Sep 1, 2009

First Release of ICU64 and Frodo Redpill

After the first public preview of ICU64, the hacking tool that provides real-time view and edit of the C64 internals, here is the first public version: 
You can now experience the hacker's view of the Commodore 64!

(the above video is also available at vimeo)

- a fast PC with Windows XP and .NET Framework 2.0
- the Frodo v4.1 emulator

It is still a prototype, and it is missing a lot of functionality and user guidance. This software is intended for advanced users.


  1. Woah, it's definetely the best looking C64 hacking tool ever! Will do some extensive testing on the WE and then come back with a huge wishlist (-;

    BTW, it works fine here both with Win-XP and 98SE (and probably other Win9x derivates supported by the NET 2.0 package, too)

    Great job, keep up the good work!

  2. Holy crap! That is frekin amazing! GREAT JOB x 100000!

    Not too familiar w/ mathematica. How did you get it to work w/ frodo memory?

    Nice job. Excellent!

  3. [[anonymous]]
    Thanks. I'm waiting for this wishlist to merge it with my TODO list. As a start, to incite your imagination, play with the 'step mode'. Here is how:

    [space] Switch between real-time/break-time
    At break-time, you can step forward to the:
    [PgDn] next frame
    [Down] next rasterline
    [Right] next clock cycle
    [>] next cpu instruction

    Mathematica can easily link to .NET applications. In the video, I use a special version of icu64 as a .NET library via which Mathematica has full access to the emulator. This could be achived also via the normal version which is a .NET application too. (and this is something that included in my TODO list).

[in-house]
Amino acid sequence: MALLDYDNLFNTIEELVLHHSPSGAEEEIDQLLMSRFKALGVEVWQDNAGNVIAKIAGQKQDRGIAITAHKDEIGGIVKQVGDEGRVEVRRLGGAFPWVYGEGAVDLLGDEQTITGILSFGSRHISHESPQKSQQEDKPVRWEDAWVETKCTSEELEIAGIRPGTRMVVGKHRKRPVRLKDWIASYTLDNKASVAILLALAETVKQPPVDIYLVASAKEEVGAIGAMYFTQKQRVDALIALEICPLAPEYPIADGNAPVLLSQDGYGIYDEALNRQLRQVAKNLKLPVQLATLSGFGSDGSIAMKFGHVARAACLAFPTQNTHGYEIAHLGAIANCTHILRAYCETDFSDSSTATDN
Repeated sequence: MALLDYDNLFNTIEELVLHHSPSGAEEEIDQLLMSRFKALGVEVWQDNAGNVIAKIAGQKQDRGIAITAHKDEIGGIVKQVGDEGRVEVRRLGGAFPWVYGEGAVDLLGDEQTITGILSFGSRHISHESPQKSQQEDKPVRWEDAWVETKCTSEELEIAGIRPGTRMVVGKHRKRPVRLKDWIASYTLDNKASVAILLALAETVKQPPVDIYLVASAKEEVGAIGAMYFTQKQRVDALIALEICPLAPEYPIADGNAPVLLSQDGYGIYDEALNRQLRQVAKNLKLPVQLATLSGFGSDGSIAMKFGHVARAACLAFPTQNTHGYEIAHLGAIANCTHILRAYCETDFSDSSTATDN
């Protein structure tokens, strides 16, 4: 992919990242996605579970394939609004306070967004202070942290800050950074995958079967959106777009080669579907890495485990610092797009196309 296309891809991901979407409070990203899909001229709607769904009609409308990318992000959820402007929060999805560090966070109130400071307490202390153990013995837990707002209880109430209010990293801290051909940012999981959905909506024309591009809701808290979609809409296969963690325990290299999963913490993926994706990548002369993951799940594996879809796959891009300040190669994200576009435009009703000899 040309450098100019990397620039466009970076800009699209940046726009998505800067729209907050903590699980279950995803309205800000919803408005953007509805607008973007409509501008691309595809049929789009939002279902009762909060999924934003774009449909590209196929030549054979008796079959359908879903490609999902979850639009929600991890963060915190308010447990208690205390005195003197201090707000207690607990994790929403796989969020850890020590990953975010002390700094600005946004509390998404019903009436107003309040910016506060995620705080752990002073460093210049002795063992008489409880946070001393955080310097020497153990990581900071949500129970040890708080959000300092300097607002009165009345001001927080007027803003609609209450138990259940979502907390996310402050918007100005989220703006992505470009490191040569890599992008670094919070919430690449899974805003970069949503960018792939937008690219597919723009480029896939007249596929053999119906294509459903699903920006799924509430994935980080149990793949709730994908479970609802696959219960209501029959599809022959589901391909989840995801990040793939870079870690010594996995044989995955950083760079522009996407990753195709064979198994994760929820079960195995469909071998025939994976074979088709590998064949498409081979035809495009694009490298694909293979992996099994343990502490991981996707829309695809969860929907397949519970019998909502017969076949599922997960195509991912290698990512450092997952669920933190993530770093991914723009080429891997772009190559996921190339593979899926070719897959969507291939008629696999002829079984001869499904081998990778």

4. Hello thanks for this amazing software but i have a problem :/ my problem is when i start (Frodo Redpill.exe) an error occurs that says "Frodo Error"
    Cant "find basic ROM "
    Press OK to Quit.
    'OK' 'Cancel '

  5. See the requirements on the post and read the 'readme.txt' inside the zip file (you should first install 'Frodo v4.1' and then copy the 'Frodo Redpill.exe' to the Frodo's folder).

  6. Please port this awesome tool to VICE

    Impressive, really!!!


  7. The VICE version will be available in about a week, but with LESS features (MORE features on following versions and even more for Frodo).

  8. OH MY GOD, this is fucking AMAZING. I *_wish_* there was a debugger like this for virtual PC machines like VMWARE or QEMU. Can you....? :-)

  9. For VMware it is easy to see the whole memory (the state) without the memory accesses (the events). I suppose that the same is valid for Virtual PC and all these 'isolated PC environments'.

    A pure virtual machine of PC (a PC emulator), is 'Bochs'. Theoretical, you can do anything with it modifying its source code. But I don't have examine it, so I can't tell how easy or difficult it is.

    (BTW: I wish too, to have -FULL CONTROL- over MY PC or any digital machine that I OWNED)

  10. Simply awesome! Great tool.
    A nice addition would be the usage of the scroll wheel or mouse movement in a kind of Jog/Shuttle, where you can position/track the execution of the machine forward & _backwards_ (e.g. for a tracked/logged sequence).

    Thank you!

  11. Here is a small patch that fixes the wrongly reported CHARROM accesses by the VIC.
    (Use a hex editor)

    File: "Frodo Redpill.exe"
    File offset: 0001C15E
    Old value: 02
    New value: 01

    To verify:
    Start Frodo Redpill and ICU64.
    Open the Memory View, press TAB to switch to 'CPU/VIC events', and re-size the window to see the whole memory. On the top of the right side you should see the CHARROM accesses that performs the VIC for every PETSCII character shown on the screen.

  12. To eliminate some flickering artifacts in Windows Vista go to Frodo's Tools> Preferences> WIN32 and check the "Always Copy" item inside the "Video" group.

  13. can you consider releasing the source? I'm interested in working on this and porting it to linux and osx

  14. video not available due to copyright restrictions (germany)

  15. OK dude I like that idea. Makes sense to me dude!


  16. Really nice work! Quite nice alternative for memory inspecting/editing in a "live way" :) I just hope it will be available for vice in Linux/other unices, probably posting it to the vice team for inclusion would be an awesome thing from you! Then it can be available for all platforms in the next vice version, I guess.

  17. The source code of ICU64 is in prototype phase (and I don't know how much it will last), so I can't make it public yet.